"Lummox" may be the most existential art project ever to showcase glittering crystal codpieces. It chronicles the making of a band that never was — called Lummox — during the lead-up to its first and only "performance," at Art Basel Miami Beach in 2005. In the process, it asks a question favored by many string theorists, armchair philosophers, and Wachowski siblings: What is reality?
British digital artist Millree Hughes developed the concept of Lummox in the early to mid-aughts, conceiving of a fictitious glam-rock band forever locked in the meretricious 1970s, like mosquitoes preserved in amber. His buddy and fellow Brit Peter Boyd McLean, a television director partly responsible for MARRS' "Pump Up the Volume" music video, filmed Hughes' attempt to turn his glam-band art project into an actual glam band, complete with ridiculous apparel, period wigs, and sexual bravado — musical talent optional.
The resulting 41-minute "mockumentary," Lummox, screens in its entirety on a small TV at the Art and Culture Center of Hollywood as part of a multimedia exhibition about the project. To go along with the whole "What is reality, what is music, what is art?" theme, the movie itself is elusive and deceptive, taking the form of a documentary even if everything contained inside may very well be staged and prepared. McLean follows Hughes around New York as the artist discusses his interest in reinvigorating his own abstract digital landscapes — "horse shit on a hard drive," as he calls them — with actual humanity; to be, in effect, a figure in his own landscape. The Lummox idea springs from this premise, with Hughes becoming one of the "musicians" in his ersatz trio.
"Lummox," on display through January 13 at Art and Culture Center of Hollywood, 1650 Harrison St., Hollywood; $7 adults, $4 students and seniors; 954-921-3274; artandculturecenter.org.
McLean, meanwhile, prefers to subvert his role of objective chronicler of a performance-art piece, frequently showing himself on camera, becoming an active participant in rehearsals, investing the proceedings with pretentious narration, and even pretending to be Hughes in one strange sequence featuring artist and television host Mark Kostabi.
Are the resulting clashes of ego between McLean and Hughes real, or are they the manufactured conflicts of "reality" television? Does the small crowd of people who watched Lummox perform at a karaoke bar (apropos, for a project built on deception and fakery) in December 2005 think they're seeing an actual band, or are they in on the joke too? It is a joke, right?
These questions are up to the spectators to answer, and it helps bolster the appeal of this unique exhibition, which continues on the gallery walls on either side of the television screen. With Sharpies and scrap paper, Hughes created a seemingly endless series of drawings dated from 2004 on through 2012 — 700 of which are exhibited at the Art and Culture Center — that relate in some way to the "band" and to the semiotics of glam rock. There are sheets of comic song lyrics ("The seals are dying/even cheese is bad"), images that express written dualities ("sub culture versus consumer culture"), and plenty of recurring visions: big gaudy haircuts, figures smoking in profile, severed hands clutching blades, characters blending into their atmospheres and vice versa.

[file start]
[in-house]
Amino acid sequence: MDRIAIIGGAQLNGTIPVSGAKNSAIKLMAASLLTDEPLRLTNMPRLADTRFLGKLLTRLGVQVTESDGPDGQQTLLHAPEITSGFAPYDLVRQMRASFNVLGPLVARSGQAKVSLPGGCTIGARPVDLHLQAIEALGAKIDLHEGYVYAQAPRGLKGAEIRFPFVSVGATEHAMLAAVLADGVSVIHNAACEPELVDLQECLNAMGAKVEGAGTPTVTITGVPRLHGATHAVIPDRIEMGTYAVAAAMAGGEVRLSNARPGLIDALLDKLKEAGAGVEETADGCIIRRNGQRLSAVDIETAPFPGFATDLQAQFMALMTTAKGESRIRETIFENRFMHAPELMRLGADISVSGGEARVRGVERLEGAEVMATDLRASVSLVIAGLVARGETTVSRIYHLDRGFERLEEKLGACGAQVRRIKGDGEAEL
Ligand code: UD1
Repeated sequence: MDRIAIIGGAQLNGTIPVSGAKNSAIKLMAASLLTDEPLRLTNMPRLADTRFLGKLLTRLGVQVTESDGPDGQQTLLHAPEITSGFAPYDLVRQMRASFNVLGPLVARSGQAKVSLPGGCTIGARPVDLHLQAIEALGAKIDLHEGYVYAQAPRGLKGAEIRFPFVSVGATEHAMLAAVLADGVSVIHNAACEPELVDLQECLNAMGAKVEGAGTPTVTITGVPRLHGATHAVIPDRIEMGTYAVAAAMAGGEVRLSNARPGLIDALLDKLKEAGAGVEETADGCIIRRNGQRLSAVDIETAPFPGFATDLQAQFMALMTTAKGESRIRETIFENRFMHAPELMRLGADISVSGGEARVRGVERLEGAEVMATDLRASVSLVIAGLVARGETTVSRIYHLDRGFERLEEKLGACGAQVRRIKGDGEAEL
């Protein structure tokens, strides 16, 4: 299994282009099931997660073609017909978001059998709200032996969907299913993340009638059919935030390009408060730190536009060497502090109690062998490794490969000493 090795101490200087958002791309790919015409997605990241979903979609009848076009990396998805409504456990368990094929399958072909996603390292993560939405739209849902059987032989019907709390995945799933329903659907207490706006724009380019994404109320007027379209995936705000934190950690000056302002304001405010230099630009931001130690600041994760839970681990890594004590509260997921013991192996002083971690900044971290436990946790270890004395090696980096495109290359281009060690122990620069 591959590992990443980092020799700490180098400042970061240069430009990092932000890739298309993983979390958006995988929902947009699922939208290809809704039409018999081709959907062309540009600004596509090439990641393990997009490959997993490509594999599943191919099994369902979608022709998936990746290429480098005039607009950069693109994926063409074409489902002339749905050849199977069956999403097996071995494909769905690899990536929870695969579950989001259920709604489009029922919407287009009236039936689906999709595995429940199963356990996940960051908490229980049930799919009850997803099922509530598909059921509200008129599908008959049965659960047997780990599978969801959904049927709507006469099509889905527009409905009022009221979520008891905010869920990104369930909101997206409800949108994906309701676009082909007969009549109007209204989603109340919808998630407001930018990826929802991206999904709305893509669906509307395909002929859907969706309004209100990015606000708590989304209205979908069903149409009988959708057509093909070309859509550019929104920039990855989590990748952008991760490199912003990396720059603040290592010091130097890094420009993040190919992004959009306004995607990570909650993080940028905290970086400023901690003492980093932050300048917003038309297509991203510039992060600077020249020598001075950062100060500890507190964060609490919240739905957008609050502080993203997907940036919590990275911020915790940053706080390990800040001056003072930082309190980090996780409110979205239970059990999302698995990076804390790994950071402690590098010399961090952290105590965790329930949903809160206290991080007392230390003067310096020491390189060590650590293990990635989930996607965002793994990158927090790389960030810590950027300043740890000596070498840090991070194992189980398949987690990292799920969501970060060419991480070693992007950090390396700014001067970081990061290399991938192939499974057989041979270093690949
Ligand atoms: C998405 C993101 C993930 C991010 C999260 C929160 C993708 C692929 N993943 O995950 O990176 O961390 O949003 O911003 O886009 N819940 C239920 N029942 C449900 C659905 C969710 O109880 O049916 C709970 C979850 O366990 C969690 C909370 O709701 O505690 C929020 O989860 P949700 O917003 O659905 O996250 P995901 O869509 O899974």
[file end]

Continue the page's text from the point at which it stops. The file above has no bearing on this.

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The drawings are practically living things — storyboards layered on top or inside one another in trippy little bouquets, shifting and coagulating into schizophrenic art spasms. Some are so jumbled they become abstract, and others resemble trick drawings: Train your eyes to stare at them in different ways and you'll see different things. Plenty of Hughes' pieces show two-faced figures signifying the melding of disparate beings, the pliability of identity, the ease and allure of fiction over reality — much like the creation of a band that isn't really a band.
The commentary that seems to underlie everything is that glam music and rock 'n' roll have as much in common with each other as art and box-office returns. Glam is all about the image; at one point in the movie, as Hughes is being fitted with his long-haired Lummox wig, he says, "People don't think about their hair, and yet they claim to be artists? I don't understand it." What's even funnier is when one of his "band mates" is complaining about the lack of preparation of the actual music, with most of the attention diverted to the aesthetics of the production. "We have an agenda, and that is to rock," he says, and it's all the more hilarious because it's delivered with a seeming lack of irony.
Then there's the presentation of Hughes' drawings. If there was anything truly rock 'n' roll about Lummox, these 700 scraps of paper would be strewn across the wall in an anarchic monsoon of art, like newspaper clippings plastered throughout the hovel of some psychotic stalker. Instead, the pieces are presented nicely and orderly, in chronological order, in clearly delineated vertical rows with an equal amount of space between each, like first-graders' drawings pinned to a classroom wall by a proud teacher.
This is what rock looks like when it conforms. Or is it?